It’s unclear whether Abbey Road is supposed to be following a London theme or a Beatles theme or both (or, indeed, neither). Beyond the street sign hanging outside, little in the neutral decor suggests the Swinging Sixties, though you'll often hear John and Paul issuing out of the sound system. In any case, it's one of the most popular joints in Mar Mikhael – in no small part due to the epic Happy Hour, which runs for five hours. The bar is a bit cramped, verging on divey, but the atmosphere is always convivial and the young crowds routinely spill out onto the pavement outside. Highly recommended.
Where there's booze in Beirut, there's a Bodø. The runaway success of the chain speaks to its winning formula of comfortable seating, cheapish drinks, decent menu of burgers and salads and extended opening hours: this branch in Mar Mikhael generally stays open long after its competitors have called last orders (it's no surprise to learn that the bar takes its name from a Norwegian town on the Arctic Circle that never sees the end of the night in wintertime). If you've been kicked out of a bar along Armenia Street – due to closing, or for less salubrious reasons – chances are you'll find a warm welcome here.
Tucked down an alley a short way off Mar Mikhael’s main thoroughfare, Cargo is worth the detour. The rounded wood-pannelled walls give the impression of stepping into a giant wine barrel, and the quirky design extends to the indoor vegetation and retro TV behind the bar. A good range of beers complements the decent selection of wines and cocktails (the Long Island Iced Tea is a standout). The DJ spins his trendier-than-thou playlists in the evenings, but dancing space is limited.
With a hop, a skip and a twirl of the cane, Chaplin transports its crowd of hip young things back to the era when its namesake ruled the silver screen. With its two-tone beige and olive walls, dark wood furniture and carefully selected vintage photos and curios dotted about the place, this kooky venue does an impressive job of replicating the atmosphere of the silent era – but, needless to say, without the silence. It's a warm, convivial space, where the cocktails are cheap and the conversation flows as freely as the imported beer. Snacks are strictly functional – the nachos and dubious "Turkey cheese" are there to line your stomach, nothing more – but in all other respects Chaplin stands out from the crowded Mar Mikhael scene.
Internazionale defines hip in Beirut. It’s hipper than waxed moustaches, craft beer and catalogues of Nordic typography. With its dark wood furnishings and wall-mounted photos of sharp-suited fashionistas, the sister bar of Gemmayzeh's Torino Express exudes a suave 1950s American chic at odds with the football associations of the name. The crowd is correspondingly cool: Internazionale attracts the higher end of the Mar Mikhael scenesters, and there's always a crowd of snappily dressed thirtysomethings thronging the street outside, where limited seating is also available. Food is limited to a few salads and sandwiches – nothing to write home about.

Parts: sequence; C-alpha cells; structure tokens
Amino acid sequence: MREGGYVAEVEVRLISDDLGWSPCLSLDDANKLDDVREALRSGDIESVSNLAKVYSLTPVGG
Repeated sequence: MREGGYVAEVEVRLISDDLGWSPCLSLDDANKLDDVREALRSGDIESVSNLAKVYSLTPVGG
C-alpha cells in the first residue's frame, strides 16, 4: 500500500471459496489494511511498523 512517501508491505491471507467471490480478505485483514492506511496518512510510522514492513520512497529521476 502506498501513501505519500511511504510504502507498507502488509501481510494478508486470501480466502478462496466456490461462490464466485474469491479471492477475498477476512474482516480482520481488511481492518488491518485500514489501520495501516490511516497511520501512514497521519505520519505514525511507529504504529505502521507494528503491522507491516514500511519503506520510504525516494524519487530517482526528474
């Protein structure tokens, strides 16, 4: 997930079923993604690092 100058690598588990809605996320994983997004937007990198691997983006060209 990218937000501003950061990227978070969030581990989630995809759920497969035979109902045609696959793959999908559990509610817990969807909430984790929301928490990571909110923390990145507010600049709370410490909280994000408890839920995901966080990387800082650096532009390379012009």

One of the iconic bars in Mar Mikhael, Lock Stock always has something going on. In the afternoon, it's a wonderfully chilled meeting spot for local flâneurs: its open front and exposed stone brickwork make for a pleasantly airy environment. Later on, the place fills up with hipsters keen to capitalise on the two – count 'em – Happy Hours, and the decent range of cocktails and international beers (not to mention the menu of succulent light bites and main courses). They're a receptive audience for the bi-weekly live sets, generally acoustic, held on Wednesdays and Sundays. There is very little pretension to Lock Stock, something which a fair few bars in the area are guilty of. You can't go wrong with it.
Mar Mikhael can be a hectic place, what with the crowds and the pumping music and the wanton drunkenness on display. M-Kay is a small island of tranquility in the chaos: here, no one is trying to get you to dance and you don’t have to spend the night screaming to be heard. With its unadorned cream walls and plain wood furniture, it isn't out to impress anyone. It’s a delightfully simple place with a delightfully simple ethos: stay relaxed, and keep on drinking (an objective that's abetted by the excellent Happy Hour prices). One of our faves in the neighbourhood.
Tucked between the larger International and Lock Stock, Vyvyan's is a shining example of Mar Mikhael’s many snug little posh dive bars. Open early for strong espresso – best taken while leaning on one of its outdoor tables, Mediterranean-style – it’s a sweet spot from which to watch the busy Armenia Street go by. As evening draws in, the music gets louder and the bar starts funnelling off punters from the throng of revellers lining the pavements. It competes with its more established neighbours by serving strong cocktails at relatively low prices. The staff from those very neighbours have been known to drink here after hours – praise doesn't come higher than that.
You can leave your wellies and body paint at home: this bar is a music festival in name only. Channelling the languid vibes of late-sixties hedonism (but without the muddy fields and dodgy acid), Woodstock is the place to go if you like to sip your cocktails to a soundtrack of Janis Joplin and the Floyd. Bar the odd Hendrix poster, the theme doesn't go much further, and the sports on the TV shatter any lingering sense of authentic hippiedom. But the friendly crowd, good selection of drinks – including beer on draught – and tasty bar food ensure you won't leave disappointed.